47. In the light of the foregoing, the applicant cannot be accused of having acted negligently, in view of the short period of time available to her for submitting her application (see paragraph 28 above), for which sufficient grounds had to be given. Under the relevant domestic legislation (see paragraph 27 above), the decision in issue could not be regarded as foreseeable in the context of proceedings to enforce an agreement. The applicant also tried to lodge the application, within the time-limit, with the registry of the Madrid duty court; noticing, however, that the application should have been lodged at the Aoiz Court of First Instance, the head of the registry crossed out the stamp with which it had been marked, thereby invalidating it (see paragraph 18 above). She also applied unsuccessfully to the Aoiz Court of First Instance to set aside its decision of 13 December 1993 (see paragraph 20 above) whereby, in declaring the reposición application inadmissible as being out of time, it had barred any appeal to the Navarre Audiencia Provincial.
It is true that, as the Navarre Audiencia Provincial and the Constitutional Court noted, the applicant was represented by a lawyer. However, the applicant’s husband, who was also her legal representative, had explicitly and successfully asked the registry of the Aoiz Court of First Instance for the decision in issue to be served at the applicant’s home in Madrid as she was not at her home in Lumbier at the time.
48. The Court considers that to require the applicant to travel to Aoiz (see paragraph 17 above) in order to lodge her application within the prescribed time, when the decision in question had been served on her in Madrid, would in this instance have been, as the Commission pointed out, unreasonable.
49. In view of the fact that the applicant demonstrated
her clear intention of lodging a reposición application against the decision of 7 September
1993 whereby the Aoiz Court of First Instance declared the agreement
concluded with her neighbour to be void, and that the dismissal of that application as being out of time prevented her from appealing, the Court considers that in this instance the particularly strict application of a procedural rule by the domestic courts deprived the applicant of the right of access to a court.
50. There has therefore been a violation of Article 6 § 1.
ii. application of article 50 of the convention
51. Article 50 of the Convention provides:
“If the Court finds that a decision or a measure taken by a legal authority or any other authority of a High Contracting Party is completely or partially in conflict with the obligations arising from the ... Convention, and if the internal law of the said Party allows only partial reparation to be made for the consequences of this decision or measure, the decision of the Court shall, if necessary, afford just satisfaction to the injured party.”
A. Non-pecuniary damage
52. The applicant sought 20,000,000 pesetas for non-pecuniary damage, having regard to the fact that the dismissal of the reposición application had prevented execution of the agreement concluded on 28 July 1992.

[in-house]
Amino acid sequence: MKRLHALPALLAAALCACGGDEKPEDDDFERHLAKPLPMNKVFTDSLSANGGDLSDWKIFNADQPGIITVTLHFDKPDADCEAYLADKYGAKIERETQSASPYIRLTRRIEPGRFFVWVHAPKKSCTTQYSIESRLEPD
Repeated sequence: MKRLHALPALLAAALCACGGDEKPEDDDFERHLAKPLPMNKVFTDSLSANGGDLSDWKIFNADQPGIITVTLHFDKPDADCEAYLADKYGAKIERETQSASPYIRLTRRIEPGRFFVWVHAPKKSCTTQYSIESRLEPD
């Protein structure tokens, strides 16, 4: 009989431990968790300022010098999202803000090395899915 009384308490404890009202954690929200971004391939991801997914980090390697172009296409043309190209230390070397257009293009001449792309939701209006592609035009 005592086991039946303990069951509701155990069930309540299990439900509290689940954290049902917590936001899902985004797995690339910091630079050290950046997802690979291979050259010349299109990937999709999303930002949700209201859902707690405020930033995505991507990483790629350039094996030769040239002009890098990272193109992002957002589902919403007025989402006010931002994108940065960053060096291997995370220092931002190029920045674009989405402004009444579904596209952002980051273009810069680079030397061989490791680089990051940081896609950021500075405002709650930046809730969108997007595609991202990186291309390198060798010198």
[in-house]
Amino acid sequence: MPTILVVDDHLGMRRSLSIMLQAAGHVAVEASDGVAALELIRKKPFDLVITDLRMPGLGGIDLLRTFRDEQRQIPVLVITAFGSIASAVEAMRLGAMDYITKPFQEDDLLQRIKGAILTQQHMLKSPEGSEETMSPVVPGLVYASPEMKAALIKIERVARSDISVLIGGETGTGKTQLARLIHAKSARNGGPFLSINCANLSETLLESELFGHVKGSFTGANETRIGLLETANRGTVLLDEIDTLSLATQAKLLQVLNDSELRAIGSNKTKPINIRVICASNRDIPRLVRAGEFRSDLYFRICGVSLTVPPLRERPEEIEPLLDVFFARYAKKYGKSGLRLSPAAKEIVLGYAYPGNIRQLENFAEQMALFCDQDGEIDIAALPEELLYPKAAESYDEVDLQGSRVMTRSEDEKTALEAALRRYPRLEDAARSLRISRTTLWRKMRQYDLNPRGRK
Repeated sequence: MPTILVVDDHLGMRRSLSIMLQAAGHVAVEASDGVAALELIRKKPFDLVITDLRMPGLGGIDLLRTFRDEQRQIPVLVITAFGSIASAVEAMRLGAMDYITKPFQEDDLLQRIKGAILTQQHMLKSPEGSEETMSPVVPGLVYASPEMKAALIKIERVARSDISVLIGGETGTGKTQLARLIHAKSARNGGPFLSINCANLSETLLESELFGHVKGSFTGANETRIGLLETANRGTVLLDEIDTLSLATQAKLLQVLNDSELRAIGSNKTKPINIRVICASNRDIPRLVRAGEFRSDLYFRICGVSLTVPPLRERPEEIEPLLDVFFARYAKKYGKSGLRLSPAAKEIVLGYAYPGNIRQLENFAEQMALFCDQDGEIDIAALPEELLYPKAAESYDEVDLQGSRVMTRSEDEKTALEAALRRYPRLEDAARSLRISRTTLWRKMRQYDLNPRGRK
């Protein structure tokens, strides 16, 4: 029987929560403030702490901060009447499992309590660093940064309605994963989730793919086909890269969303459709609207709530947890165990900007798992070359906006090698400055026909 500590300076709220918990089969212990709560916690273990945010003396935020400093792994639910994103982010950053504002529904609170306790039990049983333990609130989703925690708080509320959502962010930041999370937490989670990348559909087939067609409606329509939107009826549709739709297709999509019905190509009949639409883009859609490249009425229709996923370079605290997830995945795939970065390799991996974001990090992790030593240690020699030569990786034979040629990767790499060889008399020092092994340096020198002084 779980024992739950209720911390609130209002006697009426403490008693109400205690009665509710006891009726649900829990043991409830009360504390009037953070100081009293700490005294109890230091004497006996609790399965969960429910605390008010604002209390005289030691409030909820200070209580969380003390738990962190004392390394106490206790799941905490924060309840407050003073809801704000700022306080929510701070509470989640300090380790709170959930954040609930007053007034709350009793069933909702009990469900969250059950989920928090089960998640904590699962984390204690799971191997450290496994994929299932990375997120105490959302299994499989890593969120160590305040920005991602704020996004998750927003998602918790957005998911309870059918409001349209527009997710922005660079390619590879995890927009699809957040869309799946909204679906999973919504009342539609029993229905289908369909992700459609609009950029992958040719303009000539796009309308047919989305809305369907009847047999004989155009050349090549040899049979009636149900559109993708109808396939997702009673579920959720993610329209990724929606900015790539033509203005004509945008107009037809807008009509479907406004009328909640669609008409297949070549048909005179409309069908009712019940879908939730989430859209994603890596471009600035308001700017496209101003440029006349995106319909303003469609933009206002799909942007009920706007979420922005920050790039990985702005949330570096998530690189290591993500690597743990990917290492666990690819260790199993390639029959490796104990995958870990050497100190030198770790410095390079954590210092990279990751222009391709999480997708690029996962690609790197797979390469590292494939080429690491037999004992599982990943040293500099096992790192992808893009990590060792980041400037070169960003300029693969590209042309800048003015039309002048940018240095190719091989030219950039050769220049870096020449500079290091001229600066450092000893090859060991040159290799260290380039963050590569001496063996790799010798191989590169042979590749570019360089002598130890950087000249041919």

53. The Delegate of the Commission did not express a view.
54. Like the Government, the Court considers that in the circumstances of the case the present judgment constitutes in itself sufficient just satisfaction.
B. Costs and expenses
55. The applicant also claimed 1,500,000 pesetas for costs and expenses incurred before the Convention institutions.
56. The Government considered that sum to be excessive.
57. The Delegate of the Commission did not express a view.
58. The Court notes that the applicant did not provide any particulars of the expenses for which she sought reimbursement. As it is not persuaded that the entire sum claimed was incurred necessarily or that it is reasonable as to quantum, it decides to award 1,000,000 pesetas under this head.
C. Default interest
59. According to the information available to the Court, the statutory rate of interest applicable in Spain at the date of adoption of the present judgment is 7.5% per annum.
for these reasons, the court unanimously
1. Holds that Article 6 § 1 of the Convention applies in the case and that there has been a violation of it;
2. Holds that the present judgment constitutes in itself sufficient just satisfaction for non-pecuniary damage;
3. Holds that the respondent State is to pay the applicant, within three months, 1,000,000 (one million) pesetas for costs and expenses, on which sum simple interest at an annual rate of 7.5% shall be payable from the expiry of the above-mentioned three months until settlement;
4. Dismisses the remainder of the claim for just satisfaction.
Done in English and in French, and delivered at a public hearing in the Human Rights Building, Strasbourg, on 28 October 1998.
Signed: Rudolf Bernhardt
Signed: Herbert Petzold
2. The case is numbered 116/1997/900/1112. The first number is the case’s position on the list of cases referred to the Court in the relevant year (second number). The last two numbers indicate the case’s position on the list of cases referred to the Court since its creation and on the list of the corresponding originating applications to the Commission.
3. Rules of Court A apply to all cases referred to the Court before the entry into force of Protocol No. 9 (1 October 1994) and thereafter only to cases concerning States not bound by that Protocol. They correspond to the Rules that came into force on 1 January 1983, as amended several times subsequently.
4. Note by the Registrar. For practical reasons this annex will appear only with the printed version of the judgment (in Reports of Judgments and Decisions 1998), but a copy of the Commission’s report is obtainable from the registry.
PÉREZ DE RADA CAVANILLES JUDGMENT OF 28 OCTOBER 1998